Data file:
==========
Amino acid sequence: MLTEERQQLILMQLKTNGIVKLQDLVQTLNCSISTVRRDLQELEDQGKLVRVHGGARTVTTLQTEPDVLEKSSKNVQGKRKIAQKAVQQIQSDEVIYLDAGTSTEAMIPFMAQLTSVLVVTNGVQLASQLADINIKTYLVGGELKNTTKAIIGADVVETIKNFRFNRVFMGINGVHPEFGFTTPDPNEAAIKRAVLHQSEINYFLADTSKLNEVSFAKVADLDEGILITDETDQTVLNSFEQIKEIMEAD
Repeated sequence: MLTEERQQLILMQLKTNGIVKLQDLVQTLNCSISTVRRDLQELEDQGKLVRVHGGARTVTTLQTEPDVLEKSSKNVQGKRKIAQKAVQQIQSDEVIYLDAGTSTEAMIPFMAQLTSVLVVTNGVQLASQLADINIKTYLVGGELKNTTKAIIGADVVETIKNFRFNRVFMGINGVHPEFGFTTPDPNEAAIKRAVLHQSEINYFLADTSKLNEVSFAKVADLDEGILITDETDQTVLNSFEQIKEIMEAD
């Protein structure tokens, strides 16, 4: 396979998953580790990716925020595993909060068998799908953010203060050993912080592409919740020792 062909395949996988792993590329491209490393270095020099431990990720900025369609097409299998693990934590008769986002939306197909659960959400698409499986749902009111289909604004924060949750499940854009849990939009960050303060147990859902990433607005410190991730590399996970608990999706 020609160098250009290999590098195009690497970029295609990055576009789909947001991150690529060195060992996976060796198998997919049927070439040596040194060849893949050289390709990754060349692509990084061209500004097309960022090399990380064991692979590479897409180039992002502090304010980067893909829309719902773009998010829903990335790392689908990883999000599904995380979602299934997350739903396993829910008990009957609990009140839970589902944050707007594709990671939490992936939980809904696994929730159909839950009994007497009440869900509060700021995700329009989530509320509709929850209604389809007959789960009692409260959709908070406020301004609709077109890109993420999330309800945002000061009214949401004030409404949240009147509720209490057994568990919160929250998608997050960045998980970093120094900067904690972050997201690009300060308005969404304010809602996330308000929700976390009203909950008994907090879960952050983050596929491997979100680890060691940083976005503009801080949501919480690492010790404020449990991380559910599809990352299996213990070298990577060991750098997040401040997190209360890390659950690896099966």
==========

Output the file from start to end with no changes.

Amino acid sequence: MLTEERQQLILMQLKTNGIVKLQDLVQTLNCSISTVRRDLQELEDQGKLVRVHGGARTVTTLQTEPDVLEKSSKNVQGKRKIAQKAVQQIQSDEVIYLDAGTSTEAMIPFMAQLTSVLVVTNGVQLASQLADINIKTYLVGGELKNTTKAIIGADVVETIKNFRFNRVFMGINGVHPEFGFTTPDPNEAAIKRAVLHQSEINYFLADTSKLNEVSFAKVADLDEGILITDETDQTVLNSFEQIKEIMEAD
Repeated sequence: MLTEERQQLILMQLKTNGIVKLQDLVQTLNCSISTVRRDLQELEDQGKLVRVHGGARTVTTLQTEPDVLEKSSKNVQGKRKIAQKAVQQIQSDEVIYLDAGTSTEAMIPFMAQLTSVLVVTNGVQLASQLADINIKTYLVGGELKNTTKAIIGADVVETIKNFRFNRVFMGINGVHPEFGFTTPDPNEAAIKRAVLHQSEINYFLADTSKLNEVSFAKVADLDEGILITDETDQTVLNSFEQIKEIMEAD
């Protein structure tokens, strides 16, 4: 396979998953580790990716925020595993909060068998799908953010203060050993912080592409919740020792 062909395949996988792993590329491209490393270095020099431990990720900025369609097409299998693990934590008769986002939306197909659960959400698409499986749902009111289909604004924060949750499940854009849990939009960050303060147990859902990433607005410190991730590399996970608990999706 020609160098250009290999590098195009690497970029295609990055576009789909947001991150690529060195060992996976060796198998997919049927070439040596040194060849893949050289390709990754060349692509990084061209500004097309960022090399990380064991692979590479897409180039992002502090304010980067893909829309719902773009998010829903990335790392689908990883999000599904995380979602299934997350739903396993829910008990009957609990009140839970589902944050707007594709990671939490992936939980809904696994929730159909839950009994007497009440869900509060700021995700329009989530509320509709929850209604389809007959789960009692409260959709908070406020301004609709077109890109993420999330309800945002000061009214949401004030409404949240009147509720209490057994568990919160929250998608997050960045998980970093120094900067904690972050997201690009300060308005969404304010809602996330308000929700976390009203909950008994907090879960952050983050596929491997979100680890060691940083976005503009801080949501919480690492010790404020449990991380559910599809990352299996213990070298990577060991750098997040401040997190209360890390659950690896099966």